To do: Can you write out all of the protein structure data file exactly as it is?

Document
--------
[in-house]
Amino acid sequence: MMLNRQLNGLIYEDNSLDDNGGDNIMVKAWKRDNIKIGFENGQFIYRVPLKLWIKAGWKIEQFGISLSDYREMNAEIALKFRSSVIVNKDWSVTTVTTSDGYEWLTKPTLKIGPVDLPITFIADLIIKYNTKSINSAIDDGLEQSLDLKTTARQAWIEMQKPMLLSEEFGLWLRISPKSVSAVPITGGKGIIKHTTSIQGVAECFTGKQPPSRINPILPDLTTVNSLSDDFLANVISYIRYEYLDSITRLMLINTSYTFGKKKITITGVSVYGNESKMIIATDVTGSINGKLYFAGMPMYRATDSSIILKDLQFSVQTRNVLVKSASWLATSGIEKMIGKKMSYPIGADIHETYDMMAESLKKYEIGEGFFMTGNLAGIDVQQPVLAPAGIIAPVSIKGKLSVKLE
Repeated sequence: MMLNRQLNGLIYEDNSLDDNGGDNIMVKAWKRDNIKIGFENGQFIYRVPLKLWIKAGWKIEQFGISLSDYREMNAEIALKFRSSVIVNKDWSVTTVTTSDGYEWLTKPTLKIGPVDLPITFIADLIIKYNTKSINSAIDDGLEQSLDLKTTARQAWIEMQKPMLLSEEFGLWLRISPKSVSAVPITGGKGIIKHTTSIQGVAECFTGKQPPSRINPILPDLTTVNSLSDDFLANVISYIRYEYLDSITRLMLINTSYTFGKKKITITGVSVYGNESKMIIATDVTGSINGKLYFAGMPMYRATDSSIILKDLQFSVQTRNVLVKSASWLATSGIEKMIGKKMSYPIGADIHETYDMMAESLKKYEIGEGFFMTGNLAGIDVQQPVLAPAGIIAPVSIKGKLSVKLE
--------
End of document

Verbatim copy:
[in-house]
Amino acid sequence: MMLNRQLNGLIYEDNSLDDNGGDNIMVKAWKRDNIKIGFENGQFIYRVPLKLWIKAGWKIEQFGISLSDYREMNAEIALKFRSSVIVNKDWSVTTVTTSDGYEWLTKPTLKIGPVDLPITFIADLIIKYNTKSINSAIDDGLEQSLDLKTTARQAWIEMQKPMLLSEEFGLWLRISPKSVSAVPITGGKGIIKHTTSIQGVAECFTGKQPPSRINPILPDLTTVNSLSDDFLANVISYIRYEYLDSITRLMLINTSYTFGKKKITITGVSVYGNESKMIIATDVTGSINGKLYFAGMPMYRATDSSIILKDLQFSVQTRNVLVKSASWLATSGIEKMIGKKMSYPIGADIHETYDMMAESLKKYEIGEGFFMTGNLAGIDVQQPVLAPAGIIAPVSIKGKLSVKLE
Repeated sequence: MMLNRQLNGLIYEDNSLDDNGGDNIMVKAWKRDNIKIGFENGQFIYRVPLKLWIKAGWKIEQFGISLSDYREMNAEIALKFRSSVIVNKDWSVTTVTTSDGYEWLTKPTLKIGPVDLPITFIADLIIKYNTKSINSAIDDGLEQSLDLKTTARQAWIEMQKPMLLSEEFGLWLRISPKSVSAVPITGGKGIIKHTTSIQGVAECFTGKQPPSRINPILPDLTTVNSLSDDFLANVISYIRYEYLDSITRLMLINTSYTFGKKKITITGVSVYGNESKMIIATDVTGSINGKLYFAGMPMYRATDSSIILKDLQFSVQTRNVLVKSASWLATSGIEKMIGKKMSYPIGADIHETYDMMAESLKKYEIGEGFFMTGNLAGIDVQQPVLAPAGIIAPVSIKGKLSVKLE